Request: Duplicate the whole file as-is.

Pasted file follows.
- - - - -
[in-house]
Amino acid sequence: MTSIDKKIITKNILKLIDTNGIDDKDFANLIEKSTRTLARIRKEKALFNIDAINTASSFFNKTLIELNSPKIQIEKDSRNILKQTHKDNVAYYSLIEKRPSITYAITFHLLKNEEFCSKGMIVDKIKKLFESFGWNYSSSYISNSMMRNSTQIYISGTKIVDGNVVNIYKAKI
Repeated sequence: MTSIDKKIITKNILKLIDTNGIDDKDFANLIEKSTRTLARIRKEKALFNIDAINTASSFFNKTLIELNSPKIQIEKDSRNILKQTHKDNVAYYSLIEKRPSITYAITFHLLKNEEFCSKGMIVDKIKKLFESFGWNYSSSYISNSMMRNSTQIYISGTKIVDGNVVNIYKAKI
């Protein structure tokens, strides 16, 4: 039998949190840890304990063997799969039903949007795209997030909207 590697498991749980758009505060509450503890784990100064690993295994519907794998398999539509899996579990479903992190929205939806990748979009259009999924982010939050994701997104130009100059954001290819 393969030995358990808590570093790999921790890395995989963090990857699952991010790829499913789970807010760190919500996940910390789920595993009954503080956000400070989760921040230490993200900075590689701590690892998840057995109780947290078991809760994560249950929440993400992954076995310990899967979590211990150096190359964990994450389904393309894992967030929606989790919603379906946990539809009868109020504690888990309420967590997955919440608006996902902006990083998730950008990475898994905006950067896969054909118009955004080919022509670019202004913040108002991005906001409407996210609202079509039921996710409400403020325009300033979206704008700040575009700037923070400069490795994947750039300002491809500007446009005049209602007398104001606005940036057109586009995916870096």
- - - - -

[in-house]
Amino acid sequence: MTSIDKKIITKNILKLIDTNGIDDKDFANLIEKSTRTLARIRKEKALFNIDAINTASSFFNKTLIELNSPKIQIEKDSRNILKQTHKDNVAYYSLIEKRPSITYAITFHLLKNEEFCSKGMIVDKIKKLFESFGWNYSSSYISNSMMRNSTQIYISGTKIVDGNVVNIYKAKI
Repeated sequence: MTSIDKKIITKNILKLIDTNGIDDKDFANLIEKSTRTLARIRKEKALFNIDAINTASSFFNKTLIELNSPKIQIEKDSRNILKQTHKDNVAYYSLIEKRPSITYAITFHLLKNEEFCSKGMIVDKIKKLFESFGWNYSSSYISNSMMRNSTQIYISGTKIVDGNVVNIYKAKI
């Protein structure tokens, strides 16, 4: 039998949190840890304990063997799969039903949007795209997030909207 590697498991749980758009505060509450503890784990100064690993295994519907794998398999539509899996579990479903992190929205939806990748979009259009999924982010939050994701997104130009100059954001290819 393969030995358990808590570093790999921790890395995989963090990857699952991010790829499913789970807010760190919500996940910390789920595993009954503080956000400070989760921040230490993200900075590689701590690892998840057995109780947290078991809760994560249950929440993400992954076995310990899967979590211990150096190359964990994450389904393309894992967030929606989790919603379906946990539809009868109020504690888990309420967590997955919440608006996902902006990083998730950008990475898994905006950067896969054909118009955004080919022509670019202004913040108002991005906001409407996210609202079509039921996710409400403020325009300033979206704008700040575009700037923070400069490795994947750039300002491809500007446009005049209602007398104001606005940036057109586009995916870096």